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The 15 billion dollar question!

The saving in choosing the right priority

Mike Abberley
President, Sandvik Coromant

In the United States, the manufacturing industry could save 15 billion dollars by using the right tools from the start, even if companies paid more for the tools. Sounds impossible? In fact, it's not. It's manufacturing economics - a smart and forward-thinking way of doing business. The real question now is: Are you getting your share of that 15 billion?

Imagine a world where tools are free. The tool supplier arrives at the factory and gives away all the tools needed for the machines. That must be a sure ticket to huge savings and big profits, right? Well, not really, says Mike Abberley, president of Sandvik Coromant in the United States.

"If I gave away the tools, I could only save the customer 3 percent. That is the cost for tooling as a percentage of the total production cost. And while 3 percent would be very nice, I wouldn't be around very long to continue to do that," says Abberley.

Instead there are other, more profitable ways of doing business. One of these is outlined in the company's "manufacturing economics model." Abberley explains:

"You have the conflict between the purchasing and the manufacturing. The buyer is often measured by how much cheaper he can buy the tools. Generally, buyers work on lowering the acquisition price. Meanwhile, the end-user operator on the shop floor is interested in the efficient use of the tool. And it is very clear that the significant cost savings are achieved when we address the issue of use. The way manufacturing economics works is if you lower the purchase price of the tools by 30 percent, the customer will save 1 percent of the cost of the component. If he buys a better tool and increases tool life by 50 percent, he lowers the cost of the component by 1 percent. But if instead he buys a better performing tool and speeds up by increasing cutting data then he can reduce the cost of the component by 15 percent."

The process relies on the purchase of higher performing and possibly more expensive tools that will cut at higher speeds. For an outsider this sounds like a calculation aimed at keeping the price of tools high. But Abberley disagrees:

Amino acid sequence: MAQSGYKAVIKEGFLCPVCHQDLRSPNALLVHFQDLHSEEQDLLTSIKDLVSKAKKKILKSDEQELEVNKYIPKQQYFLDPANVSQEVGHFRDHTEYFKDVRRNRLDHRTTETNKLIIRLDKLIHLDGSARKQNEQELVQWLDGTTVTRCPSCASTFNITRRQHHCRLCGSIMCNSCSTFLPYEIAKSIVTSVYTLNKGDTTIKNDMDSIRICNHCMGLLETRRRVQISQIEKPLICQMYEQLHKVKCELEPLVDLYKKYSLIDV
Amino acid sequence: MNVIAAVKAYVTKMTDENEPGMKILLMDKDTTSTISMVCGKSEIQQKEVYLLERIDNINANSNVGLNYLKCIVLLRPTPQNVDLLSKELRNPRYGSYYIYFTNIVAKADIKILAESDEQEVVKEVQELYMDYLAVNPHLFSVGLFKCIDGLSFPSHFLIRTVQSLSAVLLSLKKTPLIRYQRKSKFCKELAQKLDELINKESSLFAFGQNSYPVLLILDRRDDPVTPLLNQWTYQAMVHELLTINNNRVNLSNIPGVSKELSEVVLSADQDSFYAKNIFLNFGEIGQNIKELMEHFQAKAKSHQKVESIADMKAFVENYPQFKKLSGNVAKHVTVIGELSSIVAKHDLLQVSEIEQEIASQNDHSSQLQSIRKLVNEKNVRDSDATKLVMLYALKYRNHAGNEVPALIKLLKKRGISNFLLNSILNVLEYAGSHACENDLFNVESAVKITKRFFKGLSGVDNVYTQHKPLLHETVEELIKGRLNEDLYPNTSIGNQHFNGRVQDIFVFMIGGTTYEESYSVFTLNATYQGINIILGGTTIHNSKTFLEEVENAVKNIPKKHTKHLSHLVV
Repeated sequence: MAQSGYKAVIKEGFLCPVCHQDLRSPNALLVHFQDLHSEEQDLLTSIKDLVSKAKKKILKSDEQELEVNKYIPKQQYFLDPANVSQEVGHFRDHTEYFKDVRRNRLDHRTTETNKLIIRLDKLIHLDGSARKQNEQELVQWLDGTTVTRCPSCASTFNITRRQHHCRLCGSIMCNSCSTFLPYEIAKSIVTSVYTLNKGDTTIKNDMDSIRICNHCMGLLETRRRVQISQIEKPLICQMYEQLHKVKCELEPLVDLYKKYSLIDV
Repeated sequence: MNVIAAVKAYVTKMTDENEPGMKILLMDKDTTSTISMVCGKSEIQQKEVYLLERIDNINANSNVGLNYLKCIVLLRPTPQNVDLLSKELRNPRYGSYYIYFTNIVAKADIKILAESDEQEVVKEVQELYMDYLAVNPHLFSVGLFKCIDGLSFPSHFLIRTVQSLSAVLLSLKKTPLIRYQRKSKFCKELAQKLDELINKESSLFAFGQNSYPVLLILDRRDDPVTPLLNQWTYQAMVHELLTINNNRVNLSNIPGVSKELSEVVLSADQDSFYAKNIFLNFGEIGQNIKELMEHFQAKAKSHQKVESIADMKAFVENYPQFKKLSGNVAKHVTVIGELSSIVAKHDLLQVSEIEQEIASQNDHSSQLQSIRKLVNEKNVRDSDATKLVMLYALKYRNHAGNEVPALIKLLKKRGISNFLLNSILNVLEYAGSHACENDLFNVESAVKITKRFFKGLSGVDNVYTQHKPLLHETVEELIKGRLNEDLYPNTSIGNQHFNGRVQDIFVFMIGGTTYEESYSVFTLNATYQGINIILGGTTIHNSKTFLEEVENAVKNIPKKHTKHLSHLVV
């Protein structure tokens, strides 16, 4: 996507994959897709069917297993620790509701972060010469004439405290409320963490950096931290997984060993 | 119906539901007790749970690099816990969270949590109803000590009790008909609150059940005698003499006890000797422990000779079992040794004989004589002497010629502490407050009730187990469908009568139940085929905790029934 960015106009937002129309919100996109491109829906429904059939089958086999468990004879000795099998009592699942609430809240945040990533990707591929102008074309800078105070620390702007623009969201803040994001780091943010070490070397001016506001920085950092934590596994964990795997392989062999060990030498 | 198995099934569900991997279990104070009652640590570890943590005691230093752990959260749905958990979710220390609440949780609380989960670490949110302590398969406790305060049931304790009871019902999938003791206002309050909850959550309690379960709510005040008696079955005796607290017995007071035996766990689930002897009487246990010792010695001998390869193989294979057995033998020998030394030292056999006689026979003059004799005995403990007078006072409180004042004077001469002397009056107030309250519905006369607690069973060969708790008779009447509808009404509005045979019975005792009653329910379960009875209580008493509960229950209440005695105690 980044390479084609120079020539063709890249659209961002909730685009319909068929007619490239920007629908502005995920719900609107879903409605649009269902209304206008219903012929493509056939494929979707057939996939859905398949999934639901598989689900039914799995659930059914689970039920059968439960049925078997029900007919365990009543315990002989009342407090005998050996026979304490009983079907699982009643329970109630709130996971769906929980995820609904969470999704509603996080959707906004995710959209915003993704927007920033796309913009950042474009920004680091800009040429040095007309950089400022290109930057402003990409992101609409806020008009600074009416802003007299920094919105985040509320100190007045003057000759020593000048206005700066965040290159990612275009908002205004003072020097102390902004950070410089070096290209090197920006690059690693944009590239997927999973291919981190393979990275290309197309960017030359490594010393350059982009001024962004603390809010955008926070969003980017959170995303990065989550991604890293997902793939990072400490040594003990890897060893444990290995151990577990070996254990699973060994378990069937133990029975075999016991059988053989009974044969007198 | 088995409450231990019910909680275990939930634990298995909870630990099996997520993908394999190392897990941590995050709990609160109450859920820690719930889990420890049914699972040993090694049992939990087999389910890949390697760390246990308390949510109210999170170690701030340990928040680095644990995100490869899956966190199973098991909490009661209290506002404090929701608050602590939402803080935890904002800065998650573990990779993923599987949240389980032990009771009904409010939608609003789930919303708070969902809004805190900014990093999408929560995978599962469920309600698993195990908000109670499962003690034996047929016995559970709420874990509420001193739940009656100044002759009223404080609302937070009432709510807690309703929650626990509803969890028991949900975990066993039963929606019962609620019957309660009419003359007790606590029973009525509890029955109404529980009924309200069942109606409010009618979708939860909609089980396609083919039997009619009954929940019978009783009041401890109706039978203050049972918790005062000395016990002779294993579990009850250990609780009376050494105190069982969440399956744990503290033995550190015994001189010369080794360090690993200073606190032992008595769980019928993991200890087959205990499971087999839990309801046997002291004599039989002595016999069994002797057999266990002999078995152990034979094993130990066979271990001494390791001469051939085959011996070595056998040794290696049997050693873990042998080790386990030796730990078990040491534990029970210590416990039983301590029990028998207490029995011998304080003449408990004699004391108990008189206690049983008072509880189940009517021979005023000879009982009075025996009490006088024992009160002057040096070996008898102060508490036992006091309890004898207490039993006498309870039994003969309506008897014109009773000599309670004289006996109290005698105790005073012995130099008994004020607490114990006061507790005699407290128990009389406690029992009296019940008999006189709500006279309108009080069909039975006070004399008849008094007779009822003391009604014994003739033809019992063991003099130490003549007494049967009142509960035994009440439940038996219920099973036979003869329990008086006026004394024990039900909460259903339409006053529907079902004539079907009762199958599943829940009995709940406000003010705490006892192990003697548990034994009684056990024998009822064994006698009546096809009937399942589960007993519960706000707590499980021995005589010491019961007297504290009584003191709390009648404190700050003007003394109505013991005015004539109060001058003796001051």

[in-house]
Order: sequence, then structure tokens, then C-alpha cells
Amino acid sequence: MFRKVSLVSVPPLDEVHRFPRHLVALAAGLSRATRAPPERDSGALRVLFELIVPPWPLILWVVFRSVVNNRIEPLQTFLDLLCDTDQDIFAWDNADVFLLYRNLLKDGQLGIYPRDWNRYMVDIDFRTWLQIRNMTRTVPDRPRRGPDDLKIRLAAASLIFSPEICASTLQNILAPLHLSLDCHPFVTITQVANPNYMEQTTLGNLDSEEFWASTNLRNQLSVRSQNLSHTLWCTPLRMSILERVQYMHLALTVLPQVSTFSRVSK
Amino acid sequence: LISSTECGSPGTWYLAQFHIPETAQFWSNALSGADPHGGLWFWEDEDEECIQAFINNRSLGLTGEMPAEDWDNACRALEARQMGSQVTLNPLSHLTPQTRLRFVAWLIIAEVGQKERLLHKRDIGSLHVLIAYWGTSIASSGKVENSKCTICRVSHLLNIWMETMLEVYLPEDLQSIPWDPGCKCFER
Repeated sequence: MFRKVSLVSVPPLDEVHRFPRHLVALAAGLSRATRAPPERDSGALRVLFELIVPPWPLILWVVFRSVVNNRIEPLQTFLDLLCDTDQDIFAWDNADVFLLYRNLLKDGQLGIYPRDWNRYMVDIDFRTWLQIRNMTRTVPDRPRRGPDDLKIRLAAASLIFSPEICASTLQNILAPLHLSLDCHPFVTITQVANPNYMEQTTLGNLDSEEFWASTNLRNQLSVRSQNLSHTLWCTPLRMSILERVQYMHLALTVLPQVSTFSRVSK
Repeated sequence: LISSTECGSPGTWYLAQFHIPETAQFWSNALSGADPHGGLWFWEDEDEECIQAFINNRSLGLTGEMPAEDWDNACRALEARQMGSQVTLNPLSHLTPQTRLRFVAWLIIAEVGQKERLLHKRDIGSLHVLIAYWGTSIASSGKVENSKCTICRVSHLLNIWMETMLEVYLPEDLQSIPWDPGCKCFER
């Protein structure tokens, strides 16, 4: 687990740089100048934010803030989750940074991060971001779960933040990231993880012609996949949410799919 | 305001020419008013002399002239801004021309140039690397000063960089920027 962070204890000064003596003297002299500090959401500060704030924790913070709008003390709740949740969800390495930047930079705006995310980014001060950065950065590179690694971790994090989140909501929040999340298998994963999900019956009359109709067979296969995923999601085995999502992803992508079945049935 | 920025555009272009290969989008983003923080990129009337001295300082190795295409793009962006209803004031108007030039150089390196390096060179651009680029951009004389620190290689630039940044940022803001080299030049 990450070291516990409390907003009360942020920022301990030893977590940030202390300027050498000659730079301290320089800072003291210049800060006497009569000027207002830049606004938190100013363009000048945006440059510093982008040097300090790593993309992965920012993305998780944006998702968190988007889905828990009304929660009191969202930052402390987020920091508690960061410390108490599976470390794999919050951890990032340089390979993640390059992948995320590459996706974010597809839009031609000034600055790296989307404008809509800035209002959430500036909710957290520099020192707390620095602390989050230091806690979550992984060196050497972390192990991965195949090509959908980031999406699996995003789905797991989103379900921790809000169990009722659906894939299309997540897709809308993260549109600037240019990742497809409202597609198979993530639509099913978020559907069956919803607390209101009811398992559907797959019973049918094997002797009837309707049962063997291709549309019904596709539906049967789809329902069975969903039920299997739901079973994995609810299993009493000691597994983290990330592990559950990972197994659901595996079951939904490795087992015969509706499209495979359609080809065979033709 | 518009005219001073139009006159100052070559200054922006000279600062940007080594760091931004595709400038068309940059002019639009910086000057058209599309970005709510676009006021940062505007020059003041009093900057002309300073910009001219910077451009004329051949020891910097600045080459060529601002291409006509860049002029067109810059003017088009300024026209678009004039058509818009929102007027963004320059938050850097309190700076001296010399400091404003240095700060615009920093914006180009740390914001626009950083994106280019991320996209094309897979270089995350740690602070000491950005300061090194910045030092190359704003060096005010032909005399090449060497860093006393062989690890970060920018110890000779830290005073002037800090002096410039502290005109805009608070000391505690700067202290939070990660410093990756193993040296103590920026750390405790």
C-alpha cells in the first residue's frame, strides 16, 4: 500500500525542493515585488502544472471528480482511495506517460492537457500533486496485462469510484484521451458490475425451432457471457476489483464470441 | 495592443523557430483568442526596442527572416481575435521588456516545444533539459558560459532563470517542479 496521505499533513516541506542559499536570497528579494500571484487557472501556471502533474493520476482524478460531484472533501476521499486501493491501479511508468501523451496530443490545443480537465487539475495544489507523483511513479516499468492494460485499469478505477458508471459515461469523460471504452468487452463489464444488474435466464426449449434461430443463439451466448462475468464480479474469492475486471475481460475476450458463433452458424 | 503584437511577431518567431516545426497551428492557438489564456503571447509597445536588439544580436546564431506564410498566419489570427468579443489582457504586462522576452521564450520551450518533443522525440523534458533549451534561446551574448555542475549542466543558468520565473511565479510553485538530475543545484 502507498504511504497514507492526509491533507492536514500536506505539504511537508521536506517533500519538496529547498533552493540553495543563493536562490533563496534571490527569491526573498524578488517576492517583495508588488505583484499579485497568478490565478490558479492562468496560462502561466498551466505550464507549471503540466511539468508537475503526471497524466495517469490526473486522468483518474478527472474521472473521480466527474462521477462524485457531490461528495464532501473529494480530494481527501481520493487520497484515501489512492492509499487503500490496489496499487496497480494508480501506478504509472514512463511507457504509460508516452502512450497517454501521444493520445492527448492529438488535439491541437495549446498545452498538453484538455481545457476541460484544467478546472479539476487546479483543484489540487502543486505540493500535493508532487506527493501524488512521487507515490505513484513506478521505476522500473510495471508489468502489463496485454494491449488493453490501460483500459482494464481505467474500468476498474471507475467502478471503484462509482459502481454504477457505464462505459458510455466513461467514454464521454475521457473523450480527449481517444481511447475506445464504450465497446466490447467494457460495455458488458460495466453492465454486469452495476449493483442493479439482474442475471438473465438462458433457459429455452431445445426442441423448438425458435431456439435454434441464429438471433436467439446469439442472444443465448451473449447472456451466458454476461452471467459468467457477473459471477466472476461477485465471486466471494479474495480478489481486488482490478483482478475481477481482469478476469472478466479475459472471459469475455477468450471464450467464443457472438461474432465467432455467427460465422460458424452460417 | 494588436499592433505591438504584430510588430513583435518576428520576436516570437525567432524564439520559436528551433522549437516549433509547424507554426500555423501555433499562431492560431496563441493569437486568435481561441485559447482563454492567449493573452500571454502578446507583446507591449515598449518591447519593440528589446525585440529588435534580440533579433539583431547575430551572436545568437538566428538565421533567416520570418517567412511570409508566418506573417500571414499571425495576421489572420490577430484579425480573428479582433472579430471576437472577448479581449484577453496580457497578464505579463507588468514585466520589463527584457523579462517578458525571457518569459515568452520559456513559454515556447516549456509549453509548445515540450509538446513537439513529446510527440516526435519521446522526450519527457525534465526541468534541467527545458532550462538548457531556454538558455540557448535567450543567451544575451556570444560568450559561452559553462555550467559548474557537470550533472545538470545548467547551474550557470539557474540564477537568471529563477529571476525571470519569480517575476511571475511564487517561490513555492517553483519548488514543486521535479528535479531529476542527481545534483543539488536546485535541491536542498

"We have all these new products that we are introducing to the marketplace every year. In some cases a new product or a new technology can be more expensive to buy, but nevertheless it could still be the best solution for the customer. In the example we use in manufacturing economics, we increase the cutting data by 20 percent and we increase the cost of the insert by 50 percent, and we still save the customer a lot more money."

For customers, tooling cost should be almost insignificant. That 15-dollar insert, a component in a 500,000-dollar machine, is making money when it is moving across the work piece and cutting. The customer has opportunities to reduce cost with faster tool change, with fewer test cuts, with the 'first part right' concept and with having more accurate tooling. However, the real cost savings in machining comes with increasing speed, which leads to higher productivity.

"The secret to business economics is that increasing cutting data affects the fixed costs," Abberley says. "The other two, lower prices and increased tool life, don't affect the fixed costs. They don't affect the machinery, they don't affect the labor, and they don't affect the building and the administration. So increasing productivity is the only way to go, really."

However, no model is perfect without a real payoff. And that payoff is calculated in dollars and cents. So the question that Sandvik Coromant must answer every time is: What does this mean for me? This is a question that cannot be answered except by sitting down with each customer and doing the homework. But a telling example of what kind of money we are talking about, as a saving, is the calculation made for the total American market. Says Abberley: "Now is the absolutely ideal time because the output has to be improved to keep up with the increased demand. The whole basis for manufacturing economics really culminates with the fact that if we are big enough and customers are willing, then we can take the concept to every customer in the United States. This will improve the cutting data 20 percent and we could save the American manufacturing industry 15 billion dollars a year, which certainly helps put American manufacturing on a more competitive global footing."

This leaves us with Abberley's final question: "Are you getting your share of that 15 billion?"

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